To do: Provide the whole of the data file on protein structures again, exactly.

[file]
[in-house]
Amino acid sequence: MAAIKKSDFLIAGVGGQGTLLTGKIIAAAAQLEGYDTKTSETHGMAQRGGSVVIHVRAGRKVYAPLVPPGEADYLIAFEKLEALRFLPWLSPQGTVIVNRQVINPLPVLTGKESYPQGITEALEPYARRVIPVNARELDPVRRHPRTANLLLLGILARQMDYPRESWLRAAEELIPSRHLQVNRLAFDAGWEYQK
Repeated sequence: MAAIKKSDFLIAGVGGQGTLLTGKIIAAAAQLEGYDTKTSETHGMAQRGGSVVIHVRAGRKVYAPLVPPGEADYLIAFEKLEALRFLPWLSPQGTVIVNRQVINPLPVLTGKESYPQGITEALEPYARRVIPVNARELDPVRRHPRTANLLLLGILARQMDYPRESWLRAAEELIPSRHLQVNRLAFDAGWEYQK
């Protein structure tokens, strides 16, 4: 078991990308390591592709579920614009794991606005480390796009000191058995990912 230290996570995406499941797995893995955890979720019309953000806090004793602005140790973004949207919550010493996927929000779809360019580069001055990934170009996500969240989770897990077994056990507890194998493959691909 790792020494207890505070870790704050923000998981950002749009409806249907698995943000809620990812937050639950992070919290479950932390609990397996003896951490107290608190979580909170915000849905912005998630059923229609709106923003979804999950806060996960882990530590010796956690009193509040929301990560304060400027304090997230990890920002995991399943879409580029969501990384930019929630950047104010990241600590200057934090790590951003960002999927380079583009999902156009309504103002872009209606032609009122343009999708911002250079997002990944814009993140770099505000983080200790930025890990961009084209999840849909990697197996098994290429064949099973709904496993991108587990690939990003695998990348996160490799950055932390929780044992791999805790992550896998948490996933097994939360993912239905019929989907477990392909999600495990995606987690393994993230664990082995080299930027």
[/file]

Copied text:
[in-house]
Amino acid sequence: MAAIKKSDFLIAGVGGQGTLLTGKIIAAAAQLEGYDTKTSETHGMAQRGGSVVIHVRAGRKVYAPLVPPGEADYLIAFEKLEALRFLPWLSPQGTVIVNRQVINPLPVLTGKESYPQGITEALEPYARRVIPVNARELDPVRRHPRTANLLLLGILARQMDYPRESWLRAAEELIPSRHLQVNRLAFDAGWEYQK
Repeated sequence: MAAIKKSDFLIAGVGGQGTLLTGKIIAAAAQLEGYDTKTSETHGMAQRGGSVVIHVRAGRKVYAPLVPPGEADYLIAFEKLEALRFLPWLSPQGTVIVNRQVINPLPVLTGKESYPQGITEALEPYARRVIPVNARELDPVRRHPRTANLLLLGILARQMDYPRESWLRAAEELIPSRHLQVNRLAFDAGWEYQK
């Protein structure tokens, strides 16, 4: 078991990308390591592709579920614009794991606005480390796009000191058995990912 230290996570995406499941797995893995955890979720019309953000806090004793602005140790973004949207919550010493996927929000779809360019580069001055990934170009996500969240989770897990077994056990507890194998493959691909 790792020494207890505070870790704050923000998981950002749009409806249907698995943000809620990812937050639950992070919290479950932390609990397996003896951490107290608190979580909170915000849905912005998630059923229609709106923003979804999950806060996960882990530590010796956690009193509040929301990560304060400027304090997230990890920002995991399943879409580029969501990384930019929630950047104010990241600590200057934090790590951003960002999927380079583009999902156009309504103002872009209606032609009122343009999708911002250079997002990944814009993140770099505000983080200790930025890990961009084209999840849909990697197996098994290429064949099973709904496993991108587990690939990003695998990348996160490799950055932390929780044992791999805790992550896998948490996933097994939360993912239905019929989907477990392909999600495990995606987690393994993230664990082995080299930027």